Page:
It is to be further understood that the present invention may be implemented in various forms of hardware, software, firmware, special purpose processors, or a combination thereof. In one embodiment, the present invention may be implemented in software as an application program tangibly embodied on a program storage device (e.g., magnetic floppy disk, RAM, CD ROM, DVD, ROM, and flash memory). The application program may be uploaded to, and executed by, a machine comprising any suitable architecture.

FIG. 2 is a flowchart showing an operation of a method for determining which arteries can be used as surrogates for detectable and undetectable peripheral airways according to an exemplary embodiment of the present invention. As shown in FIG. 2, 3D data is acquired from a lung or pair of lungs (step 210). This is accomplished by using the scanning device 105, for example a CT scanner, to scan a lung thereby generating a series of 2D images associated with the lung. The 2D images of the lung may then be converted or transformed into a 3D rendered image.

After the 3D data is acquired from the lung, in one embodiment of the present invention, airways (e.g., bronchi) and arteries (e.g., blood vessels) in the lungs are automatically segmented (step 220). Several conventional techniques may be used to segment the airways and arteries in this step. One technique for airway segmentation is described in: Kiraly A. P., Higgins W. E., McLennan G., et al., “Three-dimensional human airway segmentation methods for clinical virtual bronchoscopy”, Academic Radiology 9:1153-1168, 2002, a copy of which is herein incorporated by reference.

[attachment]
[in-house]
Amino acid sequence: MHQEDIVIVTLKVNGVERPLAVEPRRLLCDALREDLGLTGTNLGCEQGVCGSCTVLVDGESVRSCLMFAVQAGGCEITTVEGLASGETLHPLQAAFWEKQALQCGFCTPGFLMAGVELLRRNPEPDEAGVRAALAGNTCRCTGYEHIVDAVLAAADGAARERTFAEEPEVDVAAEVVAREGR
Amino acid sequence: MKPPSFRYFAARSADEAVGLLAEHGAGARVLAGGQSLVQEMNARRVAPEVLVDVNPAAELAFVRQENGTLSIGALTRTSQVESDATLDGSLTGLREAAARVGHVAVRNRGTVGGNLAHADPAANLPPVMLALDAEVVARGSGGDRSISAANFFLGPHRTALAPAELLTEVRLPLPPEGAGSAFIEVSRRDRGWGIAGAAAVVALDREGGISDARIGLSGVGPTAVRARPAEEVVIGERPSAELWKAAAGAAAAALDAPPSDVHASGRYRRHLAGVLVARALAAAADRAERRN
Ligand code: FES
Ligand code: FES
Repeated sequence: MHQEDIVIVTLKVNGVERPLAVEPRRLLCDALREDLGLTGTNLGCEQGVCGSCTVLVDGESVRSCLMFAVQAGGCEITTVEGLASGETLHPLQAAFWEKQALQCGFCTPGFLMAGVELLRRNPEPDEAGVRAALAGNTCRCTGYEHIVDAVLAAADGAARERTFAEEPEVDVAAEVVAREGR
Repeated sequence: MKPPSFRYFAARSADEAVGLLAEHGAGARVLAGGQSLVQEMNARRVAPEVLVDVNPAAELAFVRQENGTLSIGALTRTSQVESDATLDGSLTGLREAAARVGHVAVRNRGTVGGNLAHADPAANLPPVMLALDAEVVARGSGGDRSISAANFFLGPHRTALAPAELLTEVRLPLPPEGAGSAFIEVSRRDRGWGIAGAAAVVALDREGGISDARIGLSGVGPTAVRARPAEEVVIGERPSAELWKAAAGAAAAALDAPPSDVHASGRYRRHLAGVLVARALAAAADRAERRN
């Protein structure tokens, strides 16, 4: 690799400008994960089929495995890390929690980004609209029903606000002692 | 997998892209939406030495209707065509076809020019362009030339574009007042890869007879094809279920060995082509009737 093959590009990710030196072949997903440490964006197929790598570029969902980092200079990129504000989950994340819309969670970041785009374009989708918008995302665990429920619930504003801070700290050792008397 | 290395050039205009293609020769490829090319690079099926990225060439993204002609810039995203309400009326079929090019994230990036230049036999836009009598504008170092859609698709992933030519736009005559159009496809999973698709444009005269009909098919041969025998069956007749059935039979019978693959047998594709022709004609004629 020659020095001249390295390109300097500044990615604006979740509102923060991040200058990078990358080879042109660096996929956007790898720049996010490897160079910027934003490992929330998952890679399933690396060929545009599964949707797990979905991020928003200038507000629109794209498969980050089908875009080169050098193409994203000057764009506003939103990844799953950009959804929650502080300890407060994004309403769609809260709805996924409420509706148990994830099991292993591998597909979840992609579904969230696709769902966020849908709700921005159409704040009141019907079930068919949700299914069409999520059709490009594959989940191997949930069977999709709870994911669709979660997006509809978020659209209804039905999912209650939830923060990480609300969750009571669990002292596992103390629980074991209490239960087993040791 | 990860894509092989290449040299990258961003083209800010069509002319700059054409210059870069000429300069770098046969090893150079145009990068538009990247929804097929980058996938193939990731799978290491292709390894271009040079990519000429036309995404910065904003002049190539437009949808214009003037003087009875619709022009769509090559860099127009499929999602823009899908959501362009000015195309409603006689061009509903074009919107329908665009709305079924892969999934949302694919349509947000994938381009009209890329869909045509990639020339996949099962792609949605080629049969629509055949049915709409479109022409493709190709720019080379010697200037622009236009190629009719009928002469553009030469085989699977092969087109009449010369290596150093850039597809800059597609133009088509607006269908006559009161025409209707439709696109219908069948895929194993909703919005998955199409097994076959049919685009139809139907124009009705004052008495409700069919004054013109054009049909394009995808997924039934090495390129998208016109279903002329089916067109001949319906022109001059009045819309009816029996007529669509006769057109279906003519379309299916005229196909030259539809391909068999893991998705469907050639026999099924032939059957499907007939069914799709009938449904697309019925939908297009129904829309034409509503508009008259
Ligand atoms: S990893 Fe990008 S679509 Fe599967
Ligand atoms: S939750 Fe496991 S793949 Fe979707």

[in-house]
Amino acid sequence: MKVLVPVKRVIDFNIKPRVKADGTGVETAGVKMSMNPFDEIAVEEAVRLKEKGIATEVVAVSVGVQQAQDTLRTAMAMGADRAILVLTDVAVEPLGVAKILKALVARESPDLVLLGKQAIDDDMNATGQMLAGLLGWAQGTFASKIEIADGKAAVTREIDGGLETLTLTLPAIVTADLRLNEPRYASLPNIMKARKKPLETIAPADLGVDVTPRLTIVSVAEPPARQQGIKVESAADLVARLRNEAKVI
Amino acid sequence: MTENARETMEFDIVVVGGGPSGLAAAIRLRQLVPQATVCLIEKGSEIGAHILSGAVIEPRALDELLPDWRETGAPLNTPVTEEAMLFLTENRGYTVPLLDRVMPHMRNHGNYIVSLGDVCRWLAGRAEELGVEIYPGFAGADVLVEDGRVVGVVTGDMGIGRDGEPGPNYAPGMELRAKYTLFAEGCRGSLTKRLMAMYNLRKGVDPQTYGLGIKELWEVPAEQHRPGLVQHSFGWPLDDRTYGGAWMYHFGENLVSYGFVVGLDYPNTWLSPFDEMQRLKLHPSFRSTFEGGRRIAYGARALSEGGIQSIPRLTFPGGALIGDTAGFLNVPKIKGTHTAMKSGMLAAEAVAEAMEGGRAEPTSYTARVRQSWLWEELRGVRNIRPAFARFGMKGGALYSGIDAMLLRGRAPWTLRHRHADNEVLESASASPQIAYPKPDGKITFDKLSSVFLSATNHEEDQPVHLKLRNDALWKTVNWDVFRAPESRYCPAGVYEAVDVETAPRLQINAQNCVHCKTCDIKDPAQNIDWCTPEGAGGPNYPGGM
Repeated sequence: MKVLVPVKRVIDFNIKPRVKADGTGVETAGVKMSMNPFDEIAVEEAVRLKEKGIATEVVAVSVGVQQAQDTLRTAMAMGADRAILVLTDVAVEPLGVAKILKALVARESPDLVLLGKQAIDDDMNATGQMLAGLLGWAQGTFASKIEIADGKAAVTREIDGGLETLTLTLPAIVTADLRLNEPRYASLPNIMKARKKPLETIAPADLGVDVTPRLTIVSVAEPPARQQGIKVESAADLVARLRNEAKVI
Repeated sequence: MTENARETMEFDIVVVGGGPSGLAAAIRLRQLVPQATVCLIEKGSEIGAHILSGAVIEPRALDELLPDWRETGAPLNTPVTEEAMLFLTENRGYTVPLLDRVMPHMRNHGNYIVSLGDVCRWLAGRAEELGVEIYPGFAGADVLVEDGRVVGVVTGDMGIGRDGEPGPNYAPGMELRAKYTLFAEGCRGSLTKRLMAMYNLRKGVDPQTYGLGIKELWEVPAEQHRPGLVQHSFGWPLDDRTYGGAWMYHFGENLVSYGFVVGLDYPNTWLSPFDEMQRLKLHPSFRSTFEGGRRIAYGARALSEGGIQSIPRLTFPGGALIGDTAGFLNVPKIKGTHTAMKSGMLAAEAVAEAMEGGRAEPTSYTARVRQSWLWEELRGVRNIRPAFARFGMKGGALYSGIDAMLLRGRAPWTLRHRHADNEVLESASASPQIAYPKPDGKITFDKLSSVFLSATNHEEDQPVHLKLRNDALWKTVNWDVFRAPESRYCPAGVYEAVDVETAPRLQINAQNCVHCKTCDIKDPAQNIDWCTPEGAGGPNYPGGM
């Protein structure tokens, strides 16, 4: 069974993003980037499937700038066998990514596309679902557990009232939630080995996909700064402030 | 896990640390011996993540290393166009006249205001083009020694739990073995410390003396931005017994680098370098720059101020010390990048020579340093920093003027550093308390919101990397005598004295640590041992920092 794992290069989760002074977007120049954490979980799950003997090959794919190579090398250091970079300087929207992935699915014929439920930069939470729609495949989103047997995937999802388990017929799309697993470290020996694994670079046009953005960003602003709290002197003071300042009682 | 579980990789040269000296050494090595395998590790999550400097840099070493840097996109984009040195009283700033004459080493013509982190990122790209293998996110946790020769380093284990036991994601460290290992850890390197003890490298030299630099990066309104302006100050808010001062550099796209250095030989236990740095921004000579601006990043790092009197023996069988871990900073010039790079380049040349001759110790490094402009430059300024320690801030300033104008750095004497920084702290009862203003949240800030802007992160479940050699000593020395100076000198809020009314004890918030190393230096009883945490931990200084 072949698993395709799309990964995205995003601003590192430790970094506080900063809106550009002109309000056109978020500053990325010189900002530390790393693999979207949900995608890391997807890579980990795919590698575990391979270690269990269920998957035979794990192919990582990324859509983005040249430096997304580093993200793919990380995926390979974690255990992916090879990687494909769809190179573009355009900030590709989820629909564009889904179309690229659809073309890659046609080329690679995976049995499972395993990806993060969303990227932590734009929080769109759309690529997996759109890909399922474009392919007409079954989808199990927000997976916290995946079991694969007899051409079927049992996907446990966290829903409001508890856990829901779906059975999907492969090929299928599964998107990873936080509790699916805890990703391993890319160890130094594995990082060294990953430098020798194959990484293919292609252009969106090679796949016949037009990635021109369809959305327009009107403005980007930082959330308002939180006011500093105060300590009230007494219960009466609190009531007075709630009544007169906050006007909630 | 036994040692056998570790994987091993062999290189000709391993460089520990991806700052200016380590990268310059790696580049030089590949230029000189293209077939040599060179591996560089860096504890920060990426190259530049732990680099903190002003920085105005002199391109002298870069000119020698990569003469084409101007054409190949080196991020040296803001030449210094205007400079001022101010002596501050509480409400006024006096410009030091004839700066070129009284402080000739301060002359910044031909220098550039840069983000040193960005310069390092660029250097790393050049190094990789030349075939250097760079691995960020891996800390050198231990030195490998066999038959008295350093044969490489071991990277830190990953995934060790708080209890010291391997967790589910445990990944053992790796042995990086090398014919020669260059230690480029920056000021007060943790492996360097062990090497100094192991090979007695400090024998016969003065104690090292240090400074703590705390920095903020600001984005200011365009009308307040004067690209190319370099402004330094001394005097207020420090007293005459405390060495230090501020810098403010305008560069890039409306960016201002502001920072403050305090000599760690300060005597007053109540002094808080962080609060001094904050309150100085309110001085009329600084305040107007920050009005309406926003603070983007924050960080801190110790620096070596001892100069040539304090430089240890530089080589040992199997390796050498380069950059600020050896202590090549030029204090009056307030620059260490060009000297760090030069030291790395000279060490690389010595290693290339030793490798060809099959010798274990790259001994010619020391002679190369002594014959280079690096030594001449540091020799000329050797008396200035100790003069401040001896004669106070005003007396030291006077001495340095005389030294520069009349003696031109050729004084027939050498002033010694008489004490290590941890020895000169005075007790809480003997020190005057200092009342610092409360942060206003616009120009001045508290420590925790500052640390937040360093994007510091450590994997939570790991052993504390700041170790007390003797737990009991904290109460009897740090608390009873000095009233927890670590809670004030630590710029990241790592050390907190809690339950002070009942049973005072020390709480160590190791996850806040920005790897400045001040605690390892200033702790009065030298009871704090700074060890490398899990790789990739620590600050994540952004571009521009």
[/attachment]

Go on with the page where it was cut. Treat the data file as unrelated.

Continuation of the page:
In one of the segmentation methods described by Kiraly et al., an automatic airway segmentation image SA is initially computed via adaptive region growing to segment the airways. In this method, a given root site rA is indicated at the proximal end of an airway tree within the CT image of the lung I. The root site rA may be manually selected, for example, by a user of the virtual navigation terminal 115 or automatically selected using image processing techniques for locating and selecting anatomical parts or portions thereof such as the trachea. One of the methods for automatic segmentation described by Kiraly et al. is composed of repeated 3D region growing iterations where each iteration uses a threshold T (initially−1000 HU) and the root site rA to determine a segmentation. An optimal threshold T is found by repeating this process with increasing values of the threshold T. Additional voxels are added to the segmentation as the threshold T is increased because all neighboring voxels with HU values below the threshold T become part of the segmentation.

In this method, it is assumed that the threshold T eventually reaches a point where it is high enough such that the region growing breaks through the bronchial wall and enters the parenchyma. Because the total volume V of the segmentation is computed each time 3D region growing is performed, this event can be detected by a sharp increase in the volume. The sharp increase is termed as an “explosion” and is determined by a preset value called the “explosion parameter” E. The region growing immediately prior to the detected explosion forms the segmentation image SA. An example of a segmented bronchial tree obtained using the above described technique is shown in FIG. 4A.